Roberto Roberto - 1 month ago 7
Python Question

How to *not* create an instance

I would like to avoid the creation of an instance if the arguments do not match the expected values.

I.e. in short:

#!/usr/bin/env python3

class Test(object):
def __init__(self, reallydoit = True):
if reallydoit:
self.done = True
else:
return None

make_me = Test()
make_me_not = Test(reallydoit=False)


I'd like
make_me_not
to be
None
, and I thought that
return None
could do it, but this variable is an instance of
Test
too:

>>> make_me
<__main__.Test object at 0x7fd78c732390>
>>> make_me_not
<__main__.Test object at 0x7fd78c732470>


I'm sure there's a way to do this, but my Google-fu failed me so far.

Thank you for any help.

EDIT: I would prefer this to be handled silently; the conditional should be interpreted as "Best not create this specific instance" instead of "You are using this class the wrong way". So yes, raising an error and then handling it is a possibility, but I'd prefer making less ruckus.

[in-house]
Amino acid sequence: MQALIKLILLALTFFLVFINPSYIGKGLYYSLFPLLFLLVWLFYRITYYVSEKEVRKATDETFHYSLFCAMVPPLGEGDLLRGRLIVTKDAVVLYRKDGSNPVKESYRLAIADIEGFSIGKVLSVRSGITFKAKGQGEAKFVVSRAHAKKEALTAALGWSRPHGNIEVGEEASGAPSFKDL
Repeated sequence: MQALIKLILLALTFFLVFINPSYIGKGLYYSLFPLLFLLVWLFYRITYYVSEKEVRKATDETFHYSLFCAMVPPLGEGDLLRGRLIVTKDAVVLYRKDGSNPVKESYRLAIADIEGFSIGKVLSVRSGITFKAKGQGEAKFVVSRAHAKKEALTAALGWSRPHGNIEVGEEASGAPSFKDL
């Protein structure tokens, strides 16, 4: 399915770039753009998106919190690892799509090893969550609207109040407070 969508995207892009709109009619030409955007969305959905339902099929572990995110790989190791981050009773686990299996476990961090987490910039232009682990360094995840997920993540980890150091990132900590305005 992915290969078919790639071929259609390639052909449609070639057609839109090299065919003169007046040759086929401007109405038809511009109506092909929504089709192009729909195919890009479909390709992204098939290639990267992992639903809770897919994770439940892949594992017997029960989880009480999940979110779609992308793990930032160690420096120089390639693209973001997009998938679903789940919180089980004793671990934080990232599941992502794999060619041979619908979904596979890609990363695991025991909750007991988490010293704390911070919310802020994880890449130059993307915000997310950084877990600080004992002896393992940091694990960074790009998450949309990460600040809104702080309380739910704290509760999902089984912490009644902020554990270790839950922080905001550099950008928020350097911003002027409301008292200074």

Answer

Just raise an exception in the __init__ method:

class Test(object):
    def __init__(self, reallydoit = True):
        if reallydoit:
            self.done = True
        else:
            raise ValueError('Not really doing it')

The other approach is to move your code to a __new__ method:

class Test(object):
    def __new__(cls, reallydoit = True):
        if reallydoit:
            return object.__new__(cls)
        else:
            return None

Lastly, you could move the creation decision into a factory function:

class Test(object):
    pass

def maybe_test(reallydoit=True):
    if reallydoit:
         return Test()
    return None
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